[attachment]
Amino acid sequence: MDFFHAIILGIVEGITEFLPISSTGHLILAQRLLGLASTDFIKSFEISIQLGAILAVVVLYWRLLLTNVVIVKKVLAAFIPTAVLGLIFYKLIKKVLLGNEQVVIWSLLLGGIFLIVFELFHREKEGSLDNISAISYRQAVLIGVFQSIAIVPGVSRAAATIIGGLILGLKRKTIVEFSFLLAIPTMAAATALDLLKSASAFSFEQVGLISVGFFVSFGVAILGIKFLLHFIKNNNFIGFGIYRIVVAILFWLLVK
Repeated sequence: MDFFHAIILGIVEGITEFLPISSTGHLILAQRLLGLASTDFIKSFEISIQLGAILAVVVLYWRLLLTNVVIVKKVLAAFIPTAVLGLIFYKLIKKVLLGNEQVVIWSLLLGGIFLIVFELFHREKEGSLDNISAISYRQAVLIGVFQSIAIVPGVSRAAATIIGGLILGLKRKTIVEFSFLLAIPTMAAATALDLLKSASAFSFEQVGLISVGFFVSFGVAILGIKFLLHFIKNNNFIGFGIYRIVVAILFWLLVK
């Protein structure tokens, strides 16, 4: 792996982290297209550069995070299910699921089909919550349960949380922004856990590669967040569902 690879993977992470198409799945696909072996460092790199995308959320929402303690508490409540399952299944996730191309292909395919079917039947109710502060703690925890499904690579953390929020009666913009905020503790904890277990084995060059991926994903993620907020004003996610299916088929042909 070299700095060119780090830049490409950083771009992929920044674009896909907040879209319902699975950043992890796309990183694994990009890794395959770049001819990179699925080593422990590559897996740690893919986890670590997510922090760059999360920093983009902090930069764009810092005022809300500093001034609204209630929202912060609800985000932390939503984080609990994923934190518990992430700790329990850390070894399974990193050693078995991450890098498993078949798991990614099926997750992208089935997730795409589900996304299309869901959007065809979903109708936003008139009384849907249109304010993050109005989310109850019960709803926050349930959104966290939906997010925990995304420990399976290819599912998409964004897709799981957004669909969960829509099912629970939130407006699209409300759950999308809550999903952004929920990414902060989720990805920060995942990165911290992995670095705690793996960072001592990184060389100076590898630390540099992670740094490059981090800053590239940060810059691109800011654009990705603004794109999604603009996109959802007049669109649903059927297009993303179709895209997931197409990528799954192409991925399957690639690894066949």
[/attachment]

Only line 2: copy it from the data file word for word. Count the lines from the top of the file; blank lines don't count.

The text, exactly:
Repeated sequence: MDFFHAIILGIVEGITEFLPISSTGHLILAQRLLGLASTDFIKSFEISIQLGAILAVVVLYWRLLLTNVVIVKKVLAAFIPTAVLGLIFYKLIKKVLLGNEQVVIWSLLLGGIFLIVFELFHREKEGSLDNISAISYRQAVLIGVFQSIAIVPGVSRAAATIIGGLILGLKRKTIVEFSFLLAIPTMAAATALDLLKSASAFSFEQVGLISVGFFVSFGVAILGIKFLLHFIKNNNFIGFGIYRIVVAILFWLLVK